How you ask makes all the difference.
Feedback is a vital step in every learning journey. Whether you are picking up a new skill or want to improve an existing one, you need information to gauge your progress and course-correct.
Unfortunately, not all feedback is created equal. People often give feedback that is focused on the past and sugarcoated.
In Hidden Potential, organizational psychologist Adam Grant explains how to extract actionable feedback from people.
Instead of seeking feedback, you’re better off asking for advice. Feedback tends to focus on how well you did last time. Advice shifts attention to how you can do better next time.
To nudge people to share future-looking, improvement-focus input, don’t ask, “How did it go?” or, “What did you think of it?” but:
What’s one thing I can do better next time?
Explicitly asking for one thing to improve counteracts people’s need to make you happy, and they’ll be less likely to sugarcoat their reply.
By putting the spotlight on what could be better next time, you will elicit what executive coach Marshall Goldsmith calls feedforward. You’ll frame the conversation to be about the future, not past performance.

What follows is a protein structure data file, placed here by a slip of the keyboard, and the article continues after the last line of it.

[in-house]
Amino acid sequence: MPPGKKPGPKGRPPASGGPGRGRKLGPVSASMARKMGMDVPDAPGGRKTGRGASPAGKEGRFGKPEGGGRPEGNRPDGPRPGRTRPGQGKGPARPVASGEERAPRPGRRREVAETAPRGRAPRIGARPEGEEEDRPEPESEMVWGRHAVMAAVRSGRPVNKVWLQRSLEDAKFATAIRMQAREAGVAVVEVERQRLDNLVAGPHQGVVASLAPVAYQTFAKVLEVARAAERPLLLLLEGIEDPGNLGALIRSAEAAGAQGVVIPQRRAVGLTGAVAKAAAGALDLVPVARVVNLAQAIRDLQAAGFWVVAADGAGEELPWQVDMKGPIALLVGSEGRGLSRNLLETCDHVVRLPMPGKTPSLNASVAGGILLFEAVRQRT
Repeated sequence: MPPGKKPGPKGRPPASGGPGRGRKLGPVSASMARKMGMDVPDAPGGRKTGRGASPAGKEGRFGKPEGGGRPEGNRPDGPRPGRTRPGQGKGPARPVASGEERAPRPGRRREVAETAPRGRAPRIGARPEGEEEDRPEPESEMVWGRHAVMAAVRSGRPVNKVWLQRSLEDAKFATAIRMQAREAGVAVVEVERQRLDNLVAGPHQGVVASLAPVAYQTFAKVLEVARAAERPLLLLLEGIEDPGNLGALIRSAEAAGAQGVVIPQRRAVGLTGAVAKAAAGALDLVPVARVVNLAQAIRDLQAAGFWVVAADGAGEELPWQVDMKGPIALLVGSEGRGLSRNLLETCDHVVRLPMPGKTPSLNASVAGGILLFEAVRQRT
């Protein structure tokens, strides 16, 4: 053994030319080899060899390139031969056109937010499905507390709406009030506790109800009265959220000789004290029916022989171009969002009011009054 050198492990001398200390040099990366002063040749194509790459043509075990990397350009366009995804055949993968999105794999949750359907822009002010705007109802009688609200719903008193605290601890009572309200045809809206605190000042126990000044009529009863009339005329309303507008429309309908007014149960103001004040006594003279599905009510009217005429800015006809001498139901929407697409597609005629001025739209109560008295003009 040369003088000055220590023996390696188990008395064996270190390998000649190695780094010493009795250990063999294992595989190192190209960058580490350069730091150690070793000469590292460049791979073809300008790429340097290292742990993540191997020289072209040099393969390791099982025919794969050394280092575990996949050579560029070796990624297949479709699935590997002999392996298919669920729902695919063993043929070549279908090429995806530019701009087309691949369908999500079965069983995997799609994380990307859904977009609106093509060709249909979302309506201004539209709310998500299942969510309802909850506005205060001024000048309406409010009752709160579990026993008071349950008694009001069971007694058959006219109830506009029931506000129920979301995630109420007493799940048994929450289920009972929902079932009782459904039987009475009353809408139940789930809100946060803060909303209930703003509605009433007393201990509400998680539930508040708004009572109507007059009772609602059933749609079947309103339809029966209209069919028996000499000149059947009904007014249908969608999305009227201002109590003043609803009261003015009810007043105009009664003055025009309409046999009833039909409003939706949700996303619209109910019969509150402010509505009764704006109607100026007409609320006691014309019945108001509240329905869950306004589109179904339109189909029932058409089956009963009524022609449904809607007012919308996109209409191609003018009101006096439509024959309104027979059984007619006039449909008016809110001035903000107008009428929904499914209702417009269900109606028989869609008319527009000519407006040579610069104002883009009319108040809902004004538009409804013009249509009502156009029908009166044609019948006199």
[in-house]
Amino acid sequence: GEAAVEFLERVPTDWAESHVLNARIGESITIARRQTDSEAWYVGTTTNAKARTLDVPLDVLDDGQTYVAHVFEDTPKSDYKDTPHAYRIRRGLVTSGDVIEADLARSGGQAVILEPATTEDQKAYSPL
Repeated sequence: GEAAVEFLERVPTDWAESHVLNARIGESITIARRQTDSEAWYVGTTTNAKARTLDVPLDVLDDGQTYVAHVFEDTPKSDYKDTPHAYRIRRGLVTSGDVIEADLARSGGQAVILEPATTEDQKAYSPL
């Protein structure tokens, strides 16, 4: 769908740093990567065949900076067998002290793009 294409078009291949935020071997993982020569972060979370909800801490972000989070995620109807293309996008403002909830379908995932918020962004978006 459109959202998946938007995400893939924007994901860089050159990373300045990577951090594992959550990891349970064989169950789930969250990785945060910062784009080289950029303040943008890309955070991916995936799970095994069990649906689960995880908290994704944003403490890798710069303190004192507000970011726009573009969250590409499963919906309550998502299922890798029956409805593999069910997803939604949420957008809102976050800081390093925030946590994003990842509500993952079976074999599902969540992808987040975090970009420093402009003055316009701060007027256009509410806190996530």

I haven’t tested it, but my feeling is that asking for “one thing” makes the task of sharing advice more approachable. “Can you give me some feedback?” is generic and open-ended. When asked on the spot, one might be tempted to default to platitudes to avoid the mental effort. By asking for just one thing to improve, you make it easier for someone to think of something useful and honest.
As the late Andres Ericsson showed through his research on deliberate practice, quality feedback is a crucial component of any system for learning and growing. To accelerate your growth, improve your feedback—and act upon it.
In the spirit of asking for actionable advice to improve, let me ask you: What is one thing I can do better next time?
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